This page provides guidance on our view of the meaning of particular wording from the legislation.
On this page:
Received an amount in respect of a member
Whether you have received an amount for a member depends on the type of payment you have received.
The following are examples of amounts considered as received in respect of members:
- Contributions, including
- eligible spouse contributions
- employer contributions
- member contributions
- shortfall component as determined under the super guarantee legislation
- a downsizer contribution
- payments to the fund from the super holding accounts (SHA) special account
- government contributions
- Benefits that were
- rolled over (paid as a super lump sum within the super system)
- transferred (members' benefits paid out of, or received by, a regulated super fund or received from another regulated super fund otherwise than upon satisfaction by the member of a condition of release for all those benefits).
The following examples are not considered as amounts received in respect of members:
- Investment earnings received by the super provider – these are a return on a wide range of investments and do not relate to any specific member
- Distributions to accounts by super providers due to investment returns and profitability – these earnings are received due to fund investments and do not relate to any specific member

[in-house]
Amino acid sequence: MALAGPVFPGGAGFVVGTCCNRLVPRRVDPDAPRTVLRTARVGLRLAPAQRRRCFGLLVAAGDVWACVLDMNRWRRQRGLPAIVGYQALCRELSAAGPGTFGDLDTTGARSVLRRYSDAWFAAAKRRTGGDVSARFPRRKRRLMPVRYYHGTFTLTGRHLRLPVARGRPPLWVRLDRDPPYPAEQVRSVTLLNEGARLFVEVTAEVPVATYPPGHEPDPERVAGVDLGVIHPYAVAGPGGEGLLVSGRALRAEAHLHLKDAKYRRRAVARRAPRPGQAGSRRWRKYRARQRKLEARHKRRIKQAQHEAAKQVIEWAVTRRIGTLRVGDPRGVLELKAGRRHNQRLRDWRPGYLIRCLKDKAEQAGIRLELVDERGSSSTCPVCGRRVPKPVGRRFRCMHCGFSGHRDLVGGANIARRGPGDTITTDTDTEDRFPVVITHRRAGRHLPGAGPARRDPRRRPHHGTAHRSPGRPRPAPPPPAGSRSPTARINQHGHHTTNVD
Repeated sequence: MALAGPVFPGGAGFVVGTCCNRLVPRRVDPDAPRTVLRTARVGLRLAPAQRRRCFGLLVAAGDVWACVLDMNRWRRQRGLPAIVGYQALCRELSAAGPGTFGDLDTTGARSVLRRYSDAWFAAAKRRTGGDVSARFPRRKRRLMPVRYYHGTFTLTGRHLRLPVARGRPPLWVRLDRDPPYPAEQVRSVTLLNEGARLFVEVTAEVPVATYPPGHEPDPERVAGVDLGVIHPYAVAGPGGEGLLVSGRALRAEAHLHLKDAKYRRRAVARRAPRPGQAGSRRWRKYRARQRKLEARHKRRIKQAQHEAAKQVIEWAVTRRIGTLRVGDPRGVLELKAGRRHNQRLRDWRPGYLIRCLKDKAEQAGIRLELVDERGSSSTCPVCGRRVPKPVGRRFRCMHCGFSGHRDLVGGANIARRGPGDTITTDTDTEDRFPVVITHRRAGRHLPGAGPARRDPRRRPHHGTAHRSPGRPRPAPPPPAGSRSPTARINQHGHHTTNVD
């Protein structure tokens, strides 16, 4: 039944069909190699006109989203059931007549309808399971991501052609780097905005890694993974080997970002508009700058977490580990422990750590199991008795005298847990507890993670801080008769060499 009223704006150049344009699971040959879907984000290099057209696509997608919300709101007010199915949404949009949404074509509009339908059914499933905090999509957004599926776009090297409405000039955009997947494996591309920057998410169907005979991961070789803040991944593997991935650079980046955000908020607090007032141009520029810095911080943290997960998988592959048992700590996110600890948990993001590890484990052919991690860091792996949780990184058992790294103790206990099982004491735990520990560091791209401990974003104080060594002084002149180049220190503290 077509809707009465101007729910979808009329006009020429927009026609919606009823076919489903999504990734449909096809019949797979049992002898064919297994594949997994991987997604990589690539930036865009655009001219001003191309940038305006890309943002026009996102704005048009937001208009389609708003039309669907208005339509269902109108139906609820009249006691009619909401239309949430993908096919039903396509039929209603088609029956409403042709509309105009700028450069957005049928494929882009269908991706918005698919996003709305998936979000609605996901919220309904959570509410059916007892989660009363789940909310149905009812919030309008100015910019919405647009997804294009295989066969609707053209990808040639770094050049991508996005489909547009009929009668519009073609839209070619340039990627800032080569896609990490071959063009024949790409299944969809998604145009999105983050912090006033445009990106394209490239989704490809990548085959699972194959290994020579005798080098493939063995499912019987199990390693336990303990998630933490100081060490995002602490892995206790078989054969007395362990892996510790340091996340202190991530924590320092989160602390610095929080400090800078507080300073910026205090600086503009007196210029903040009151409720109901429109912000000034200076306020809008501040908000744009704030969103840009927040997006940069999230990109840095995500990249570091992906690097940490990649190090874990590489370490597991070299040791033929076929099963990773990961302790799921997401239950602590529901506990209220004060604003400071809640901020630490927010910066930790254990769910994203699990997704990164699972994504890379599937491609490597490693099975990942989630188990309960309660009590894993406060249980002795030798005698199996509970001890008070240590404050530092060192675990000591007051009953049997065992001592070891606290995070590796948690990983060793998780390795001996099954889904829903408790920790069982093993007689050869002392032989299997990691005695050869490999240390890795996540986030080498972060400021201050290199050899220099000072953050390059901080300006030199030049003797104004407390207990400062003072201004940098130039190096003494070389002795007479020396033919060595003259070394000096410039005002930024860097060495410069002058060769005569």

- Fee cap refunds.
Contact requires communication between two parties and can include:
- a phone conversation
- meeting in person
- member correspondence (written or electronic)
- verification provided electronically via the super provider’s website – for example, verifying or updating address, membership or investment details or accessing the member portal
- making a pension payment to a member’s bank account where the payment is accepted by the bank. This indicates the bank account is active and belongs to that member.
Communication with an authorised third party or representative is also deemed contact. Examples of authorised third parties include:
- financial advisors and planners
- holders of powers of attorney.